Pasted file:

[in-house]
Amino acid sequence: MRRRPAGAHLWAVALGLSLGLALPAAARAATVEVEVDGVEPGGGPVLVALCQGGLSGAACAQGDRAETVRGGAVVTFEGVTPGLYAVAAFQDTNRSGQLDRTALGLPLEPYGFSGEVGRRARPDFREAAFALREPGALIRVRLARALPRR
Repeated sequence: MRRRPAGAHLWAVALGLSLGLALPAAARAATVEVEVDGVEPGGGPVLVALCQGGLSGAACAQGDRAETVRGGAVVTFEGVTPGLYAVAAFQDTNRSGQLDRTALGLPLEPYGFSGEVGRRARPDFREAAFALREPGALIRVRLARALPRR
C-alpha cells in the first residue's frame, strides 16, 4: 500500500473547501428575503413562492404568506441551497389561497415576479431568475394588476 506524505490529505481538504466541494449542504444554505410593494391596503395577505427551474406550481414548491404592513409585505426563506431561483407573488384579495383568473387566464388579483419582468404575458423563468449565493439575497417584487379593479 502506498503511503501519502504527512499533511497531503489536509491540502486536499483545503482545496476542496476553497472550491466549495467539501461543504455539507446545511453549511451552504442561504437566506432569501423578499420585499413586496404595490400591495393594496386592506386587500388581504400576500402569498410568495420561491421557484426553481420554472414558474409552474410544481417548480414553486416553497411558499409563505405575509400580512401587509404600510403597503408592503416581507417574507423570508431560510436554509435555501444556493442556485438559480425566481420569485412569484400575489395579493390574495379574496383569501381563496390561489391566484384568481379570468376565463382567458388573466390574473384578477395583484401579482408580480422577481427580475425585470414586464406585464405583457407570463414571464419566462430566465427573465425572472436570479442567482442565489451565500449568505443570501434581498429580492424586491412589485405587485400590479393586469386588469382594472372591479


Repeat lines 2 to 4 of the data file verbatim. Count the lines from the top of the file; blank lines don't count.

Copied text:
Amino acid sequence: MRRRPAGAHLWAVALGLSLGLALPAAARAATVEVEVDGVEPGGGPVLVALCQGGLSGAACAQGDRAETVRGGAVVTFEGVTPGLYAVAAFQDTNRSGQLDRTALGLPLEPYGFSGEVGRRARPDFREAAFALREPGALIRVRLARALPRR
Repeated sequence: MRRRPAGAHLWAVALGLSLGLALPAAARAATVEVEVDGVEPGGGPVLVALCQGGLSGAACAQGDRAETVRGGAVVTFEGVTPGLYAVAAFQDTNRSGQLDRTALGLPLEPYGFSGEVGRRARPDFREAAFALREPGALIRVRLARALPRR
C-alpha cells in the first residue's frame, strides 16, 4: 500500500473547501428575503413562492404568506441551497389561497415576479431568475394588476 506524505490529505481538504466541494449542504444554505410593494391596503395577505427551474406550481414548491404592513409585505426563506431561483407573488384579495383568473387566464388579483419582468404575458423563468449565493439575497417584487379593479 502506498503511503501519502504527512499533511497531503489536509491540502486536499483545503482545496476542496476553497472550491466549495467539501461543504455539507446545511453549511451552504442561504437566506432569501423578499420585499413586496404595490400591495393594496386592506386587500388581504400576500402569498410568495420561491421557484426553481420554472414558474409552474410544481417548480414553486416553497411558499409563505405575509400580512401587509404600510403597503408592503416581507417574507423570508431560510436554509435555501444556493442556485438559480425566481420569485412569484400575489395579493390574495379574496383569501381563496390561489391566484384568481379570468376565463382567458388573466390574473384578477395583484401579482408580480422577481427580475425585470414586464406585464405583457407570463414571464419566462430566465427573465425572472436570479442567482442565489451565500449568505443570501434581498429580492424586491412589485405587485400590479393586469386588469382594472372591479